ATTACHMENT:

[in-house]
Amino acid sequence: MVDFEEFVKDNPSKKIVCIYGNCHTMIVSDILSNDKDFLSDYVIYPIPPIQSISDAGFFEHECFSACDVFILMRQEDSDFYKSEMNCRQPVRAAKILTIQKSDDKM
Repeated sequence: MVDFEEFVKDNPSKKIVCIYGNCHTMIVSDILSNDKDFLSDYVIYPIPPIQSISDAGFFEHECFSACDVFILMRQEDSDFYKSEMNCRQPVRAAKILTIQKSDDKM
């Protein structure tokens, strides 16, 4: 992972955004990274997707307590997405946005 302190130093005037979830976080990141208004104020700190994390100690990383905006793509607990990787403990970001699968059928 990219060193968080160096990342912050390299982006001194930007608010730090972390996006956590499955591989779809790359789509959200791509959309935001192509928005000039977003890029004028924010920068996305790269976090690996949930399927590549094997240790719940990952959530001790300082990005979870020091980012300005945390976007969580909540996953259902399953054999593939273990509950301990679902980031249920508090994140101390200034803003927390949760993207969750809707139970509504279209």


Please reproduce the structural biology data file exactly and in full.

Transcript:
[in-house]
Amino acid sequence: MVDFEEFVKDNPSKKIVCIYGNCHTMIVSDILSNDKDFLSDYVIYPIPPIQSISDAGFFEHECFSACDVFILMRQEDSDFYKSEMNCRQPVRAAKILTIQKSDDKM
Repeated sequence: MVDFEEFVKDNPSKKIVCIYGNCHTMIVSDILSNDKDFLSDYVIYPIPPIQSISDAGFFEHECFSACDVFILMRQEDSDFYKSEMNCRQPVRAAKILTIQKSDDKM
């Protein structure tokens, strides 16, 4: 992972955004990274997707307590997405946005 302190130093005037979830976080990141208004104020700190994390100690990383905006793509607990990787403990970001699968059928 990219060193968080160096990342912050390299982006001194930007608010730090972390996006956590499955591989779809790359789509959200791509959309935001192509928005000039977003890029004028924010920068996305790269976090690996949930399927590549094997240790719940990952959530001790300082990005979870020091980012300005945390976007969580909540996953259902399953054999593939273990509950301990679902980031249920508090994140101390200034803003927390949760993207969750809707139970509504279209």